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UPDATED: Control-Auto-Delete: The Legal Questions About Hacking Into Cars

Updated on: 2/13/2019

Wired Magazine, a publication at the forefront of technological news, published a story by Andy Greenberg in which the author volunteers to drive a Jeep Cherokee undergoing a cyber attack. What does "cyber attack" mean? Greenberg sums up the worrying issue in the article like this: 

Their code is an automaker’s nightmare: software that lets hackers send commands through the Jeep’s entertainment system to its dashboard functions, steering, brakes, and transmission, all from a laptop that may be across the country

In the story Greenberg describes driving the jeep and losing control over the air conditioning, music, and his accelerator, forcing him to coast to a stop under a bridge along a highway. This isn't the first time he's driven a compromised vehicle. Hackers were also able to decelerate a Ford Escape and a Toyota Prius (a control the steering when the latter was put into reverse).  Cars vulnerable to hacking

As cars become more efficient through computerized processes do they become less safe? 

What can be done about automobile hacking?

We are cyber-vulnerably. Robotic cars are coming. Uber wants to replace its drivers will efficient navigation bots. But even if that weren't the case, nothing needs to be done immediately as many vehicles aren't networked enough to be vulnerable, but as this year's model becomes next year's used car security will have to be increased. Senators Ed Markey and Richard Blumenthal are working on a bill that would make transport computers consistently safe, but it's still unclear how security will be implemented:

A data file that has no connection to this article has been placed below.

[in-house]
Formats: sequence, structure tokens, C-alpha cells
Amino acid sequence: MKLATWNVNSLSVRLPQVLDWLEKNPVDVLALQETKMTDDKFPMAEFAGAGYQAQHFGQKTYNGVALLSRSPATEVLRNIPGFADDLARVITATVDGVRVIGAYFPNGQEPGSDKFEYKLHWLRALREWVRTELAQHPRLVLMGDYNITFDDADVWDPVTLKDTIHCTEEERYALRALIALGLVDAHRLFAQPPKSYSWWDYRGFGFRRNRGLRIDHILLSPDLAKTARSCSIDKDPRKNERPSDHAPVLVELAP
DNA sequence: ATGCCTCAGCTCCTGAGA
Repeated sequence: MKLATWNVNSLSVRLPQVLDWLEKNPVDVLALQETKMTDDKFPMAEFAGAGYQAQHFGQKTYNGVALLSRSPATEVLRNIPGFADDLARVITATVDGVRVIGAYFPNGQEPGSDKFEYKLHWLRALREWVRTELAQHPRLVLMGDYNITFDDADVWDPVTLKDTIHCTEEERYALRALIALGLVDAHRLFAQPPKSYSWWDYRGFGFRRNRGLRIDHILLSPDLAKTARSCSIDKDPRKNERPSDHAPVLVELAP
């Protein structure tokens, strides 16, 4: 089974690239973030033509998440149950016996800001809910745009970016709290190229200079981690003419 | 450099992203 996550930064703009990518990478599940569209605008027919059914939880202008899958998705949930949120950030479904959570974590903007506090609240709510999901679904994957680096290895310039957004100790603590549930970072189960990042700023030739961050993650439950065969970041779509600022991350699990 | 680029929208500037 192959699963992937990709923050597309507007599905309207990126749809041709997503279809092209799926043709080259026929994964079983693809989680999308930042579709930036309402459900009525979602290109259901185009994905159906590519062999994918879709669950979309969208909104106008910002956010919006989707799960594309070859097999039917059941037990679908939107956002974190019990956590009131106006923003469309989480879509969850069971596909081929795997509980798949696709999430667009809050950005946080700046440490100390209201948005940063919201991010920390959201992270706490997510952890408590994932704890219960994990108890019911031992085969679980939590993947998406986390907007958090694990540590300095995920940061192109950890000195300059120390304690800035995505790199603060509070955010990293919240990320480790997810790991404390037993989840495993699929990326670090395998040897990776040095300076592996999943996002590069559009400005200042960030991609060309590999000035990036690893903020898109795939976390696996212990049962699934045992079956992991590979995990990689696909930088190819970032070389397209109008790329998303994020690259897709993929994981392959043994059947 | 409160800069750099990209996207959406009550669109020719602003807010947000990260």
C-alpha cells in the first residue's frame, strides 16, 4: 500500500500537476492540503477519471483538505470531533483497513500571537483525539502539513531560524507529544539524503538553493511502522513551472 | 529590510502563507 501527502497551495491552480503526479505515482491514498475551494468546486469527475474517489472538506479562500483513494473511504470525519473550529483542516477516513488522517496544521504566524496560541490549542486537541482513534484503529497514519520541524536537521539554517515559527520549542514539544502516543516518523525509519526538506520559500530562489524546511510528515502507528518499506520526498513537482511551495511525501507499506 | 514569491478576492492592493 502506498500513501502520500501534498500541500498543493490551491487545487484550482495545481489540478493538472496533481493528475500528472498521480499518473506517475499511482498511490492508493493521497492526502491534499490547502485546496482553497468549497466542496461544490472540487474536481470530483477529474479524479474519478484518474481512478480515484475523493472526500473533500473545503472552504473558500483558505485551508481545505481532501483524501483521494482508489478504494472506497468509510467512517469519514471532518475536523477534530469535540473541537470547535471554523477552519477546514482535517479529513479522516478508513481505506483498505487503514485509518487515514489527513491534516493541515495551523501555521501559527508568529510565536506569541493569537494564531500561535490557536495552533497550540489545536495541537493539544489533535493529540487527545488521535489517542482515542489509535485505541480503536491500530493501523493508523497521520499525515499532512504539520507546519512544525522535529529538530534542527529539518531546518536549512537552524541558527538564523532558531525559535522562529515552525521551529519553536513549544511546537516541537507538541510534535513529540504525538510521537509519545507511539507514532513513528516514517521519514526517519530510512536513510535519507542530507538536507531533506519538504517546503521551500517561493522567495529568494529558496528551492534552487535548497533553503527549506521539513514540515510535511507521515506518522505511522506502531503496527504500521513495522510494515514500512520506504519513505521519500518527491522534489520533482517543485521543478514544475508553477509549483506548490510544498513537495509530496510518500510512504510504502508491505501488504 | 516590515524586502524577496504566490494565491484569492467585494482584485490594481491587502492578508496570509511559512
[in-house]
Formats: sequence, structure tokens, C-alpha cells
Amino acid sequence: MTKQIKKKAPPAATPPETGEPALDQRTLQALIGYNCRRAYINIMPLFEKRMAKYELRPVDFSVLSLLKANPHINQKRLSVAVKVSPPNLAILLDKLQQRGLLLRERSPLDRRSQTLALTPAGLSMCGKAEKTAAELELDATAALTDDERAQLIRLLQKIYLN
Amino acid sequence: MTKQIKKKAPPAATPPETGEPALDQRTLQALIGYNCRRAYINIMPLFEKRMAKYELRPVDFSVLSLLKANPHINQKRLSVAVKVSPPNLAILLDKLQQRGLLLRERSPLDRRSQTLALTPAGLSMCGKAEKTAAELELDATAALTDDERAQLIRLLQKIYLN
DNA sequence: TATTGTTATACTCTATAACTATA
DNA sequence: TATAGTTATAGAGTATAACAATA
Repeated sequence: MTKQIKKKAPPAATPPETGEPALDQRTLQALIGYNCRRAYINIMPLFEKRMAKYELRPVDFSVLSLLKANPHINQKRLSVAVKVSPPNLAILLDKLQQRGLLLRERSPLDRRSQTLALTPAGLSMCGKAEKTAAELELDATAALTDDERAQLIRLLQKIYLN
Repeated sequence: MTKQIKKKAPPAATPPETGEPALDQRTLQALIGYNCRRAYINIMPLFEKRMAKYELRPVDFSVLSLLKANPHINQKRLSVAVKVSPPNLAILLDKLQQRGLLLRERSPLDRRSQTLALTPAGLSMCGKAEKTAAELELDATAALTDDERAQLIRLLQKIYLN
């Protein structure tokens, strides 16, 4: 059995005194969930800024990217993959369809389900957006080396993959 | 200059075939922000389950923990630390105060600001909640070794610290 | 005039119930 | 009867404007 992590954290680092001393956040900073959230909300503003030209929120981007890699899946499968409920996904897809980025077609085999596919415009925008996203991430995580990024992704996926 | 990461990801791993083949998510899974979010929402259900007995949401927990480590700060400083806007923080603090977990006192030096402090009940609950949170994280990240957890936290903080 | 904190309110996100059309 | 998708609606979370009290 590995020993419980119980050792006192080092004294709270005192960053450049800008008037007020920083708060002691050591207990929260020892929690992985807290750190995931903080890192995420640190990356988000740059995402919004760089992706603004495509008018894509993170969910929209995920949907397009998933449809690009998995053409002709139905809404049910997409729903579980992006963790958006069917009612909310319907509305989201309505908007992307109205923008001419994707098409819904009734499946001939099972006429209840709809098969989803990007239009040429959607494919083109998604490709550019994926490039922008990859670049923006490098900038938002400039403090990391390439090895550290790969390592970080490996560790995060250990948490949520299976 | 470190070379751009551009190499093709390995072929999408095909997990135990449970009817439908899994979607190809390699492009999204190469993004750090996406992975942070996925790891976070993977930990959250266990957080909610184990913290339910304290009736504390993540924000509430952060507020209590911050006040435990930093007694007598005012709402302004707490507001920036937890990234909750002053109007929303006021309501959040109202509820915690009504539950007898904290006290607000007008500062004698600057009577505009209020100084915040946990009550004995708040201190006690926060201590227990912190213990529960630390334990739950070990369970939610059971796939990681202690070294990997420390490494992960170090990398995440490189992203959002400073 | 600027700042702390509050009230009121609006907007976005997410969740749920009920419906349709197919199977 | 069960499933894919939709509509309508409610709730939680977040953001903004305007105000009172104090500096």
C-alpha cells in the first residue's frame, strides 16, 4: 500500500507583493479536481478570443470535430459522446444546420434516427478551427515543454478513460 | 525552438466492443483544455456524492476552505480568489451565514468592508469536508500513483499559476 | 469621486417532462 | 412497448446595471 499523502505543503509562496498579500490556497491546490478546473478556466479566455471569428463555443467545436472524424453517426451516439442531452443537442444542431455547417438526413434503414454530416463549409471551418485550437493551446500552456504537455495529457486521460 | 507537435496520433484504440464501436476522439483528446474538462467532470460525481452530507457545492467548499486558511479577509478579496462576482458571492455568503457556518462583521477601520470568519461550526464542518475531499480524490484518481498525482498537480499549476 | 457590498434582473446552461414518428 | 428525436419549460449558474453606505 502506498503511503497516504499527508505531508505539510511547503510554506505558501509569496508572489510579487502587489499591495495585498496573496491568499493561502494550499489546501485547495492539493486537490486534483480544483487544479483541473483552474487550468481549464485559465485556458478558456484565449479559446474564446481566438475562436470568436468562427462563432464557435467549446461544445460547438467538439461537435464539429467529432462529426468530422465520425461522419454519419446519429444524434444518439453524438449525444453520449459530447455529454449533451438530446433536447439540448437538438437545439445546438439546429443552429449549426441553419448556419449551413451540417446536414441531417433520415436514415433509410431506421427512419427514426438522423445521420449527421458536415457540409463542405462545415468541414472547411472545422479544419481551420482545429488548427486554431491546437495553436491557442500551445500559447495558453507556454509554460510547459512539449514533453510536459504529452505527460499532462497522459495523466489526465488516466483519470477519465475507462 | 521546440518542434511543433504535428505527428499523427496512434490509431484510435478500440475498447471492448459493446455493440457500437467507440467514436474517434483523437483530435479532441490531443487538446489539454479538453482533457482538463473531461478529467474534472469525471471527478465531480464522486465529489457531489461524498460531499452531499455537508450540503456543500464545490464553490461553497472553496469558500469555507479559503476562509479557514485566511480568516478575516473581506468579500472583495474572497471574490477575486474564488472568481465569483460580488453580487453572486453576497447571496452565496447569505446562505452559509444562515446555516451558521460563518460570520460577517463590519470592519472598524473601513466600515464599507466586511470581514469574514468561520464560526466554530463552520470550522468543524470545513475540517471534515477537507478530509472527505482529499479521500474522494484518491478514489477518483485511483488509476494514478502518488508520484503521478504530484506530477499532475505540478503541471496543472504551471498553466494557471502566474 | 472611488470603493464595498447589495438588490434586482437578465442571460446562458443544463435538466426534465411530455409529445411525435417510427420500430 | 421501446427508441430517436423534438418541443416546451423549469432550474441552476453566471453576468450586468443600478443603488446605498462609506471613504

• Will the National Highway Traffic Safety Administration oversee computer code for these vehicles?
  • Will companies be in charge of releasing their own software patches? 
  • How will federal regulators enforce software updates? 
  • Who will be liable when the software updates create gaps in protection instead of eliminating them? 
  • How will cyber vehicle attacks be authenticated?
  • How will insurance companies cover policy-holders who suffer damages from a cyber attack of this nature? 
  • What has been done?

Chrysler is recalling 1.4 million Dodge, Jeep, Ram, and Chrysler vehicles in the wake of this revelation. Recalls are fairly common, but this might demonstrate a shift toward cyber security. 

If you have been involved in a car accident, contact Davis Law Group today.

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